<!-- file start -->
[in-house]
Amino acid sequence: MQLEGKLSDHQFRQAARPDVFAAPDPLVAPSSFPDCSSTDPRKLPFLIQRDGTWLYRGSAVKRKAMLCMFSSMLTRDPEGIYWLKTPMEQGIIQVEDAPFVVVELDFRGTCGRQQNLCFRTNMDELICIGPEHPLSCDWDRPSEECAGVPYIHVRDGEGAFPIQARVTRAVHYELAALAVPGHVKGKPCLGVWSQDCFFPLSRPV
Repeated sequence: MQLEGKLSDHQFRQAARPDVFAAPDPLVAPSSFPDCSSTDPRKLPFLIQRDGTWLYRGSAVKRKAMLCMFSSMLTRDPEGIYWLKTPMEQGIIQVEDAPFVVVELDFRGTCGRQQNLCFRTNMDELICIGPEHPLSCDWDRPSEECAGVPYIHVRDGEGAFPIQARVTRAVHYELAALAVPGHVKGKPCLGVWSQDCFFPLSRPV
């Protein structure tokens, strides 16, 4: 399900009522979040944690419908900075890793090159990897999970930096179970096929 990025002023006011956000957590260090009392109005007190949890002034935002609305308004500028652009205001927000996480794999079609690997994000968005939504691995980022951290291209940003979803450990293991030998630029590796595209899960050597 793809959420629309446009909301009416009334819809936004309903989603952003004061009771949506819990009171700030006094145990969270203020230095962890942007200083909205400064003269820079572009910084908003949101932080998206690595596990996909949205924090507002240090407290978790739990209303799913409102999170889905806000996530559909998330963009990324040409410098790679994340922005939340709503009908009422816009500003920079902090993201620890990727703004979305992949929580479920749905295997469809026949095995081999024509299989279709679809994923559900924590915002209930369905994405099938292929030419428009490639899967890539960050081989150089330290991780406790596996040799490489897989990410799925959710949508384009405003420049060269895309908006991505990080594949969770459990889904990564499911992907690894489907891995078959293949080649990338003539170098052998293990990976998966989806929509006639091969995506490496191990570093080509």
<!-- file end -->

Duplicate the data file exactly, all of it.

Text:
[in-house]
Amino acid sequence: MQLEGKLSDHQFRQAARPDVFAAPDPLVAPSSFPDCSSTDPRKLPFLIQRDGTWLYRGSAVKRKAMLCMFSSMLTRDPEGIYWLKTPMEQGIIQVEDAPFVVVELDFRGTCGRQQNLCFRTNMDELICIGPEHPLSCDWDRPSEECAGVPYIHVRDGEGAFPIQARVTRAVHYELAALAVPGHVKGKPCLGVWSQDCFFPLSRPV
Repeated sequence: MQLEGKLSDHQFRQAARPDVFAAPDPLVAPSSFPDCSSTDPRKLPFLIQRDGTWLYRGSAVKRKAMLCMFSSMLTRDPEGIYWLKTPMEQGIIQVEDAPFVVVELDFRGTCGRQQNLCFRTNMDELICIGPEHPLSCDWDRPSEECAGVPYIHVRDGEGAFPIQARVTRAVHYELAALAVPGHVKGKPCLGVWSQDCFFPLSRPV
């Protein structure tokens, strides 16, 4: 399900009522979040944690419908900075890793090159990897999970930096179970096929 990025002023006011956000957590260090009392109005007190949890002034935002609305308004500028652009205001927000996480794999079609690997994000968005939504691995980022951290291209940003979803450990293991030998630029590796595209899960050597 793809959420629309446009909301009416009334819809936004309903989603952003004061009771949506819990009171700030006094145990969270203020230095962890942007200083909205400064003269820079572009910084908003949101932080998206690595596990996909949205924090507002240090407290978790739990209303799913409102999170889905806000996530559909998330963009990324040409410098790679994340922005939340709503009908009422816009500003920079902090993201620890990727703004979305992949929580479920749905295997469809026949095995081999024509299989279709679809994923559900924590915002209930369905994405099938292929030419428009490639899967890539960050081989150089330290991780406790596996040799490489897989990410799925959710949508384009405003420049060269895309908006991505990080594949969770459990889904990564499911992907690894489907891995078959293949080649990338003539170098052998293990990976998966989806929509006639091969995506490496191990570093080509």